Diet controlled Type 2 diabetes held not to be a disability

Diet controlled Type 2 diabetes held not to be a disability

A recent EAT case (Metroline Travel Ltd v Stoute) indicates that Type 2 diabetes does not necessarily amount to a disability under the Equality Act 2010.

A person is disabled within the meaning of the Equality Act if they have a physical or mental impairment which has a substantial and long-term adverse effect on their ability to carry out normal day to day activities. If ‘measures’ are being taken to treat or correct the impairment (specifically medical treatment, the use of a prosthesis or other aid) the effect of such measures are disregarded for the purposes of deciding if the person is disabled. This means that someone who may appear not to have substantial difficulties, can still be disabled, if their impairment is controlled by drugs. Medical treatments includes not only treatment by drugs, but also treatments such as counselling, the need to follow a particular diet and other therapies. 

In this case, Mr Stoute suffered from Type 2 diabetes. At the relevant time he was largely controlling his diabetes by following a diabetic diet by avoiding, for example, sugary drinks. He was dismissed by Metroline Travel in circumstances that Mr Stoute claimed amounted to disability discrimination. The Tribunal at first instance found that Mr Stoute was disabled because, disregarding his diet, his impairment would have had a substantial adverse effect on his ability to carry out day to day activities.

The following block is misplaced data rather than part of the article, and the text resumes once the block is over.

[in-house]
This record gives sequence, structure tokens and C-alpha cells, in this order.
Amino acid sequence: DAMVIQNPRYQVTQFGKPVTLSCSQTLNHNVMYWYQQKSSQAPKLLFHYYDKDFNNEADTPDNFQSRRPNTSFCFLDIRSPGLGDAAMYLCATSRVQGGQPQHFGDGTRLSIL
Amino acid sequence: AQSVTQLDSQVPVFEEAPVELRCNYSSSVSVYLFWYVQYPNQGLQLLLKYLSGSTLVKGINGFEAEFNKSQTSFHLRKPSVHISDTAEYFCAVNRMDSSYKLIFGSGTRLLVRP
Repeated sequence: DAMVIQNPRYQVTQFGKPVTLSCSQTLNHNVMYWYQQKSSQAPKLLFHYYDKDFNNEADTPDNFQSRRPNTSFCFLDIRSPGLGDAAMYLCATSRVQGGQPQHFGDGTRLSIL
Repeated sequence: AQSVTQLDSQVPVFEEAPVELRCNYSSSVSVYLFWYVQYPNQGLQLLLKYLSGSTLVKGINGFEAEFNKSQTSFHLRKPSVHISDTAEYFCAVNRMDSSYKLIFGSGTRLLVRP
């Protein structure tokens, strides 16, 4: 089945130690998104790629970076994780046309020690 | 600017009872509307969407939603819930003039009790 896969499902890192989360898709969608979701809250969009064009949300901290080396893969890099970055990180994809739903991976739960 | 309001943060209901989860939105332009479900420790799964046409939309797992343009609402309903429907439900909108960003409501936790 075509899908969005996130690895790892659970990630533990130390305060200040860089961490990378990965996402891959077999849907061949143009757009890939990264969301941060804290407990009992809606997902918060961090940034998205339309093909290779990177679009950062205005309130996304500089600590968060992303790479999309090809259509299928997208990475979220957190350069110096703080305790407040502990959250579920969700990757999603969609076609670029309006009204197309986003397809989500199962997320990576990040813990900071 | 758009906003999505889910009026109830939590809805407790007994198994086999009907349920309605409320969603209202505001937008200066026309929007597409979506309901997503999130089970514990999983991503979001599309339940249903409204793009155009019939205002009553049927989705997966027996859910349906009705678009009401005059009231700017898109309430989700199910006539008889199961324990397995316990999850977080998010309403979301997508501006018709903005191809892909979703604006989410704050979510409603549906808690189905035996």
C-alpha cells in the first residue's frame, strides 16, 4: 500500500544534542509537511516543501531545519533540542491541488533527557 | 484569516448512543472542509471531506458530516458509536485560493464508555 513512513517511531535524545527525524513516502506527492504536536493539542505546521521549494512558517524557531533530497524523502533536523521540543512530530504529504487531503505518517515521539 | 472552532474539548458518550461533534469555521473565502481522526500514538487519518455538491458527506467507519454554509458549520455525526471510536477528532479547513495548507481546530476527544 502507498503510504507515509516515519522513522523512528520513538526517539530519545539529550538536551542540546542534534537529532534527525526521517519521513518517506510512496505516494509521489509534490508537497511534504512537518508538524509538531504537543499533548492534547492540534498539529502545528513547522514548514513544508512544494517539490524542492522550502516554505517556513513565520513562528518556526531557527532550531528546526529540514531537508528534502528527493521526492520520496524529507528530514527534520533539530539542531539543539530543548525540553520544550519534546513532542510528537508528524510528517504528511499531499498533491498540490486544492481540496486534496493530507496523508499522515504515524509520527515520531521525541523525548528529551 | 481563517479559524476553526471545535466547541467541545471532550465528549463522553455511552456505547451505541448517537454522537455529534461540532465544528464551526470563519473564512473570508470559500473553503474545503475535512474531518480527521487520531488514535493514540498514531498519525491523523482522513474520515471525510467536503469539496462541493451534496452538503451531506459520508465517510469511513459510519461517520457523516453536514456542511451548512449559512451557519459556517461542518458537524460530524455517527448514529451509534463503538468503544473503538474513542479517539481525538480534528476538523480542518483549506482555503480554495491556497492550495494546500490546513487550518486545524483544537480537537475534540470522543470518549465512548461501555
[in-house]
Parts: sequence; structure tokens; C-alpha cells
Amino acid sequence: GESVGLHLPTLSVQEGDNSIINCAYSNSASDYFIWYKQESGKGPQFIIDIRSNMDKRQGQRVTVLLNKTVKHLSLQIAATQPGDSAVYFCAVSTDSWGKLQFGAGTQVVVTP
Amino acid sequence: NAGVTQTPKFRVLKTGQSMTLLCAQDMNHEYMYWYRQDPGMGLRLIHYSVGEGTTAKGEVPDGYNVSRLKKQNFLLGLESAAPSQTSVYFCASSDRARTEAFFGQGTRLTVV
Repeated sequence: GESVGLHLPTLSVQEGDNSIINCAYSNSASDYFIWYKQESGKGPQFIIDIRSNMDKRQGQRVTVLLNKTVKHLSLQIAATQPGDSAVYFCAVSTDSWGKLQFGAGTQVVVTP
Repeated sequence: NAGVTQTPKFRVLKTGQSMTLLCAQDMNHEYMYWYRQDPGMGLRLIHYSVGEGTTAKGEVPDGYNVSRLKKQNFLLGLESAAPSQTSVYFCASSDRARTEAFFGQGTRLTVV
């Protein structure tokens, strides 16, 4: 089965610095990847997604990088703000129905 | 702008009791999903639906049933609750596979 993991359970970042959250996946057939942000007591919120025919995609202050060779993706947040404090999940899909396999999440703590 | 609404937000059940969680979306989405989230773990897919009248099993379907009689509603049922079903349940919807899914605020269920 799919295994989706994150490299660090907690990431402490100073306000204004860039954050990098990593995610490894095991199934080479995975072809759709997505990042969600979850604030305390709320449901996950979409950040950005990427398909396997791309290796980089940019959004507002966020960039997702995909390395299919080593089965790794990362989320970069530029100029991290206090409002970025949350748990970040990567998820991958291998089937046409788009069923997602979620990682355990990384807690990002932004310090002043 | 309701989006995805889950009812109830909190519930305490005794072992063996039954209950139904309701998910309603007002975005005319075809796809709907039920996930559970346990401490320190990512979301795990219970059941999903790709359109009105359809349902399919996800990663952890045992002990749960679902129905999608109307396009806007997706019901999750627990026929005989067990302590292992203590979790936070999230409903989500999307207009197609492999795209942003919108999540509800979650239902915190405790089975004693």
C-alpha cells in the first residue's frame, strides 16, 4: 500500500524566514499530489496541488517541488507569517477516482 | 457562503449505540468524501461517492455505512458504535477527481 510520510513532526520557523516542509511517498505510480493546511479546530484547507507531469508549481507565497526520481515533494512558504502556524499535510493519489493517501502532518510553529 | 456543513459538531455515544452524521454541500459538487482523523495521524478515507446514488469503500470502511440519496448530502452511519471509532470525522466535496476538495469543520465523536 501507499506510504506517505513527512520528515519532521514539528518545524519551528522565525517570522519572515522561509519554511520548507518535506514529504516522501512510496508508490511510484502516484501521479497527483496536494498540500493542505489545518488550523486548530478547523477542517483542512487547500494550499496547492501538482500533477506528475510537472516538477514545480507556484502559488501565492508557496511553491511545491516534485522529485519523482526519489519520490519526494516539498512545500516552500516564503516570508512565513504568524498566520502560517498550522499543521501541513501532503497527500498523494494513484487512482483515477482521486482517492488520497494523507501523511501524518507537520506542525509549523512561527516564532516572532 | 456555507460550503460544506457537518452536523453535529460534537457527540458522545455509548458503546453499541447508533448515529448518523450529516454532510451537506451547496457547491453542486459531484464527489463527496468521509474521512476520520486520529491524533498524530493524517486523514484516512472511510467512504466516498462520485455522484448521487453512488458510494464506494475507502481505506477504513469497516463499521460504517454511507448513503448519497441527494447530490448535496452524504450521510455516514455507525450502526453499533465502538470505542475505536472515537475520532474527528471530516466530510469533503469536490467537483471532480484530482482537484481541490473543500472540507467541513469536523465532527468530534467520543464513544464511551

On appeal on this point, the EAT held that Mr Stoute was not disabled as the abstention from sugary drinks was insufficient to amount to a ‘particular diet’ and therefore did not amount to a’ treatment or correction’ that should be disregarded.

The EAT also noted that the Equality Act Guidance states that if a person can reasonably be expected to modify their behaviour (e.g. by use of a coping or avoidance strategy) to reduce the effects of an impairment so they are no longer substantial, such person would no longer be disabled. 

In our view, this decision is somewhat surprising as the diet Mr Stoute was following seems to fall within the ambit of ‘measures’ taken to treat an impairment. The critical question should have been whether, disregarding this treatment, Mr Stoute’s ability to carry out day to day activities was impaired.

It is quite rare for employers to challenge a claim that an employee is disabled. This case shows that it is not inevitable that someone with a well-known condition such as Type 2 diabetes will be found to be disabled. It also demonstrates the uncertainty of how medical treatments, diets and coping strategies will be treated by the Tribunal in relation to disability.

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